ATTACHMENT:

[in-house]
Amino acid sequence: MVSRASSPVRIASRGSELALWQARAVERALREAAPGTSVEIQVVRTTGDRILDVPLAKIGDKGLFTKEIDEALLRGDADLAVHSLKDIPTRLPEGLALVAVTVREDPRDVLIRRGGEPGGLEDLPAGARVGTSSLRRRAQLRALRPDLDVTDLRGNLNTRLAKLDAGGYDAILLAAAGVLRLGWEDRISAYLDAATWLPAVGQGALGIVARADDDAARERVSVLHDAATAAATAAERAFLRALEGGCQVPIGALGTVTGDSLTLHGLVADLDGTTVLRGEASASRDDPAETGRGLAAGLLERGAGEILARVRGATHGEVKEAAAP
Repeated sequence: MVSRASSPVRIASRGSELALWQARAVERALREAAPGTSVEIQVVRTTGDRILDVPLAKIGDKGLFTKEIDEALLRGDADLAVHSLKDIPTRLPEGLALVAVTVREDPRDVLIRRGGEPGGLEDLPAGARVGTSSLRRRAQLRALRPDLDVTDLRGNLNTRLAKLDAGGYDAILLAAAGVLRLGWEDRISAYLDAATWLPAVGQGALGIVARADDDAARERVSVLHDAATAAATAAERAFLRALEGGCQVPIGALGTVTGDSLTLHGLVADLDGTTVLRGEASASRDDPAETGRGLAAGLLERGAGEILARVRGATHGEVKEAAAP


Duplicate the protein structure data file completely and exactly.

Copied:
[in-house]
Amino acid sequence: MVSRASSPVRIASRGSELALWQARAVERALREAAPGTSVEIQVVRTTGDRILDVPLAKIGDKGLFTKEIDEALLRGDADLAVHSLKDIPTRLPEGLALVAVTVREDPRDVLIRRGGEPGGLEDLPAGARVGTSSLRRRAQLRALRPDLDVTDLRGNLNTRLAKLDAGGYDAILLAAAGVLRLGWEDRISAYLDAATWLPAVGQGALGIVARADDDAARERVSVLHDAATAAATAAERAFLRALEGGCQVPIGALGTVTGDSLTLHGLVADLDGTTVLRGEASASRDDPAETGRGLAAGLLERGAGEILARVRGATHGEVKEAAAP
Repeated sequence: MVSRASSPVRIASRGSELALWQARAVERALREAAPGTSVEIQVVRTTGDRILDVPLAKIGDKGLFTKEIDEALLRGDADLAVHSLKDIPTRLPEGLALVAVTVREDPRDVLIRRGGEPGGLEDLPAGARVGTSSLRRRAQLRALRPDLDVTDLRGNLNTRLAKLDAGGYDAILLAAAGVLRLGWEDRISAYLDAATWLPAVGQGALGIVARADDDAARERVSVLHDAATAAATAAERAFLRALEGGCQVPIGALGTVTGDSLTLHGLVADLDGTTVLRGEASASRDDPAETGRGLAAGLLERGAGEILARVRGATHGEVKEAAAP